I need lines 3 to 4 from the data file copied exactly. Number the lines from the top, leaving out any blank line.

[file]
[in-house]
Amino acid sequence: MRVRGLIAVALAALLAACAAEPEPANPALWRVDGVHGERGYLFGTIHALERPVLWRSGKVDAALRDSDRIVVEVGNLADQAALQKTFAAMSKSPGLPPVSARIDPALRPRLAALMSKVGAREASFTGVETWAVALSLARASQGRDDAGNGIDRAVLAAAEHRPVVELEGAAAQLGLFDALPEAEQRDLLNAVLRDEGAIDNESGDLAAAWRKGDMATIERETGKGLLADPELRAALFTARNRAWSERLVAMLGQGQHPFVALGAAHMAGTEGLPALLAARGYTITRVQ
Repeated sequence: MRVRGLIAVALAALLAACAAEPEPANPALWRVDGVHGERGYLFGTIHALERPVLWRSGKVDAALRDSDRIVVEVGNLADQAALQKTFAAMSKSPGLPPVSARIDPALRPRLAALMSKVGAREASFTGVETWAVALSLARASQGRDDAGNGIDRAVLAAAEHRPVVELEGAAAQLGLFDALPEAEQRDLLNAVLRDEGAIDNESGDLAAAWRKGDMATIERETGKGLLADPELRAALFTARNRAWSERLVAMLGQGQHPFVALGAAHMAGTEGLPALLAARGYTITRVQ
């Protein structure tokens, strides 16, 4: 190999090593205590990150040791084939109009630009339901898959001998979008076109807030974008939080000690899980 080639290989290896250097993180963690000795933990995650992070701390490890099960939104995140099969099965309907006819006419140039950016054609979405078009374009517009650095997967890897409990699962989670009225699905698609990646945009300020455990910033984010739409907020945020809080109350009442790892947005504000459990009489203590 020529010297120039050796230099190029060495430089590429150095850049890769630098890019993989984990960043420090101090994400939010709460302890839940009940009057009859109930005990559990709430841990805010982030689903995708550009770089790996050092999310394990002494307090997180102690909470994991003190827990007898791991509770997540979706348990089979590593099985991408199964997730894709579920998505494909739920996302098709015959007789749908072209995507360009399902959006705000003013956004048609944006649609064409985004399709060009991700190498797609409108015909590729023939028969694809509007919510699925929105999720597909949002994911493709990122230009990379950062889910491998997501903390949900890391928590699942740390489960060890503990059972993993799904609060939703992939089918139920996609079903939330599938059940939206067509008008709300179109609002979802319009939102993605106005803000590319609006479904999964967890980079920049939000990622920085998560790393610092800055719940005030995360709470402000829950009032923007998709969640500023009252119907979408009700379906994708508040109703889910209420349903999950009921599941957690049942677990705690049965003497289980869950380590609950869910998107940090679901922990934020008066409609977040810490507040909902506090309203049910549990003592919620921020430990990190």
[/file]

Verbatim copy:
Repeated sequence: MRVRGLIAVALAALLAACAAEPEPANPALWRVDGVHGERGYLFGTIHALERPVLWRSGKVDAALRDSDRIVVEVGNLADQAALQKTFAAMSKSPGLPPVSARIDPALRPRLAALMSKVGAREASFTGVETWAVALSLARASQGRDDAGNGIDRAVLAAAEHRPVVELEGAAAQLGLFDALPEAEQRDLLNAVLRDEGAIDNESGDLAAAWRKGDMATIERETGKGLLADPELRAALFTARNRAWSERLVAMLGQGQHPFVALGAAHMAGTEGLPALLAARGYTITRVQ
């Protein structure tokens, strides 16, 4: 190999090593205590990150040791084939109009630009339901898959001998979008076109807030974008939080000690899980 080639290989290896250097993180963690000795933990995650992070701390490890099960939104995140099969099965309907006819006419140039950016054609979405078009374009517009650095997967890897409990699962989670009225699905698609990646945009300020455990910033984010739409907020945020809080109350009442790892947005504000459990009489203590 020529010297120039050796230099190029060495430089590429150095850049890769630098890019993989984990960043420090101090994400939010709460302890839940009940009057009859109930005990559990709430841990805010982030689903995708550009770089790996050092999310394990002494307090997180102690909470994991003190827990007898791991509770997540979706348990089979590593099985991408199964997730894709579920998505494909739920996302098709015959007789749908072209995507360009399902959006705000003013956004048609944006649609064409985004399709060009991700190498797609409108015909590729023939028969694809509007919510699925929105999720597909949002994911493709990122230009990379950062889910491998997501903390949900890391928590699942740390489960060890503990059972993993799904609060939703992939089918139920996609079903939330599938059940939206067509008008709300179109609002979802319009939102993605106005803000590319609006479904999964967890980079920049939000990622920085998560790393610092800055719940005030995360709470402000829950009032923007998709969640500023009252119907979408009700379906994708508040109703889910209420349903999950009921599941957690049942677990705690049965003497289980869950380590609950869910998107940090679901922990934020008066409609977040810490507040909902506090309203049910549990003592919620921020430990990190």